Skepta’s Fake Gucci Chronicles

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Celebrities and high-end designer clothing go hand-in-hand. In hip-hop, rap, drill, grime, and the like, you can often struggle to get to the end of a track without at least one mention of a designer label. It’s a status symbol, a flex, perhaps even a foundation of the genre.

What you’re unlikely to find, however, is a shoutout to fake designer; until Skepta shared his love of fake Gucci.

Let’s throwback to 2016 quickly. When Skepta dropped “That’s Not Me” from his fourth studio album Konnichiwa, the DJ turned MC had crowds across the globe shouting, “used to wear LV/Gucci, put it all in the bin ’cause that’s not me.”

This was a far cry from the Skepta of old, that often flexed both brands from head to toe. At this point in his career, Skep’ hadn’t fully transitioned into the Fashion Week icon that he is today.

From Nasir Mazhar to Astrid Anderson and his iconic all-white Cottweiler “Shutdown” tracksuit, the Konnichiwa era was dominated by low-key and up-and-coming designers will more flair for street-certified pieces than extravagant high-end luxury.

Once Virgil took over at Louis Vuitton, the brand found itself back into the star’s wardrobe, and his fashion icon saga truly began.

So, LV is back out of the bin; what about Gucci?

Skepta’s recent Instagram stories spoke volumes, with the MC declaring, “the faker the Gucci, the better.”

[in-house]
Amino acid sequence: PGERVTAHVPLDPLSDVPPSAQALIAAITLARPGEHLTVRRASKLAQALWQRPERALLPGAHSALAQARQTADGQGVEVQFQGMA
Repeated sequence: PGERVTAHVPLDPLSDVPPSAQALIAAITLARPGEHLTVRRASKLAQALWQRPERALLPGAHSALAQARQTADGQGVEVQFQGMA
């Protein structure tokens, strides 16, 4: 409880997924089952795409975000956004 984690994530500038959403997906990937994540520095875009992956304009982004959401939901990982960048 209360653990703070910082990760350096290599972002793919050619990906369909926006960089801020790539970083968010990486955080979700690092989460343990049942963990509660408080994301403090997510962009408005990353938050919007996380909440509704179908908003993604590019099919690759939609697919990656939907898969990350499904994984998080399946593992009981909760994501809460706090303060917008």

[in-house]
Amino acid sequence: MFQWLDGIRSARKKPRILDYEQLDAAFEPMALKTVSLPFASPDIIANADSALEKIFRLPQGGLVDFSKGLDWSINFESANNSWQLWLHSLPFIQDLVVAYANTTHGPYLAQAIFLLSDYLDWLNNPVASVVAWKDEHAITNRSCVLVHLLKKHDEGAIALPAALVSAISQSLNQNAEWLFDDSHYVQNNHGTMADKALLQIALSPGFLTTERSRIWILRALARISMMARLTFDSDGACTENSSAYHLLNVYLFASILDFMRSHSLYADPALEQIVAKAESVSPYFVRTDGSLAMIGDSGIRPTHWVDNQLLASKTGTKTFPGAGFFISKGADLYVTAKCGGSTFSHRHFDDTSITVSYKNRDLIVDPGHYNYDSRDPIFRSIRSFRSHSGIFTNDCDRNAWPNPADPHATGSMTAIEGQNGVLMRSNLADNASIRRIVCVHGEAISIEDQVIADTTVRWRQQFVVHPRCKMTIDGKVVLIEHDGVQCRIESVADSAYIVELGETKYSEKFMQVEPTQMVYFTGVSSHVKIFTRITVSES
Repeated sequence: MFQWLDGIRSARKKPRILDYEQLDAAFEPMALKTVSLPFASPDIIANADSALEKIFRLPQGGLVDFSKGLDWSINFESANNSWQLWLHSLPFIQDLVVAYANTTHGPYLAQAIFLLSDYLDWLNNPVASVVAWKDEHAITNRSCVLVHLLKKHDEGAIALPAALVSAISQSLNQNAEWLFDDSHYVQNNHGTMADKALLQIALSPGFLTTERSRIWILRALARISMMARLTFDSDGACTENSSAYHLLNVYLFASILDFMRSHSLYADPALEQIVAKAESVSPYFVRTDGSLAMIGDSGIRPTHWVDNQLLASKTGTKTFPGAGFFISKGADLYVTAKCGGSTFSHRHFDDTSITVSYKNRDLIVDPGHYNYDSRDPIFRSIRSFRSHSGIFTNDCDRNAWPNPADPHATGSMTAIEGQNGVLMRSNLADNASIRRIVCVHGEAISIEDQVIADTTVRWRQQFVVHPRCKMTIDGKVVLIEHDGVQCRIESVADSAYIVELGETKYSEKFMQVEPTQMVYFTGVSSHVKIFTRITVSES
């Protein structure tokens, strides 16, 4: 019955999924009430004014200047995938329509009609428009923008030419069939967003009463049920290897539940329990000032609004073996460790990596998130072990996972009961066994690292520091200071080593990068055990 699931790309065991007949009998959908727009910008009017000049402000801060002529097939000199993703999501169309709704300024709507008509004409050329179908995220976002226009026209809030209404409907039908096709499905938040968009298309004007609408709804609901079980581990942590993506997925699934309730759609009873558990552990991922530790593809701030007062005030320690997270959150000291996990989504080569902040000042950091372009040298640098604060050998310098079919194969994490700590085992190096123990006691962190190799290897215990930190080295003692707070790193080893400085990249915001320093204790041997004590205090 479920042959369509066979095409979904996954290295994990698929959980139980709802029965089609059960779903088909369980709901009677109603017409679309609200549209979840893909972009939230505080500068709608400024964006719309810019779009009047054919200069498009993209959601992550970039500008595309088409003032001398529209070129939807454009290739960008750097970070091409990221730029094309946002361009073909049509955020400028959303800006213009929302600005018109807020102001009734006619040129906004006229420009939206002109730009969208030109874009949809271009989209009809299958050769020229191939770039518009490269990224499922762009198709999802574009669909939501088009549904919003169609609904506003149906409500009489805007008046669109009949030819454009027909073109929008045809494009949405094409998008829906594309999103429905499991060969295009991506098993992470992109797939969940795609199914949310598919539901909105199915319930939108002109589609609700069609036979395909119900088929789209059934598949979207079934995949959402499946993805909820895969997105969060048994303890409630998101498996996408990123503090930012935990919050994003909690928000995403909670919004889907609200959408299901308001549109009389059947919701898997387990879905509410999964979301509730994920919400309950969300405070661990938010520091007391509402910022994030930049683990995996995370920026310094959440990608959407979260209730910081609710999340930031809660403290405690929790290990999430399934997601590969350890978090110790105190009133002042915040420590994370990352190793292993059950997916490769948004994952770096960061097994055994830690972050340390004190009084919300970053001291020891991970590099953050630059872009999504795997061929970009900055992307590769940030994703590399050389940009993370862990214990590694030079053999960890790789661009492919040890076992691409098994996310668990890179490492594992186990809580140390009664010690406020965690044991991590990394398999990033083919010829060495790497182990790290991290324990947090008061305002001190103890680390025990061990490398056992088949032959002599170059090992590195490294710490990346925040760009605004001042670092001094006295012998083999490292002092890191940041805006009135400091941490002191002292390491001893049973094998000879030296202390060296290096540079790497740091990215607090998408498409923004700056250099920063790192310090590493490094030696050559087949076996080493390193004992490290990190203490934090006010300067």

In a series of posts, he said, “I been flexing fake Gucci since 2017, look how Gucci tried the Eminem 8 Mile trick and did it to themselves.” The comment referenced their monogrammed pieces emblazed with “FAKE.”

He continued, “It just don’t hit the same. It’s gotta be fresh out the market, I repeat…the faker the Gucci the better.”

The final post in the thread saw him post a picture of a monogrammed mesh cap captioned, “Gucci will never make a cap better than this fake one. No cap, no pun!”

While it’s almost unheard of an international musician, especially in rap genres, to declare their love of fake designer clothing, it does fall well in line with Gen Z’s open love of fake clothing, as seen on TikTok and Reddit.

With someone of Skepta’s level of fame being open about buying fakes perhaps this is the beginning of a Fucci renaissance.

One thing is obvious, though: we won’t be seeing a Skepta x Gucci collection anytime soon.

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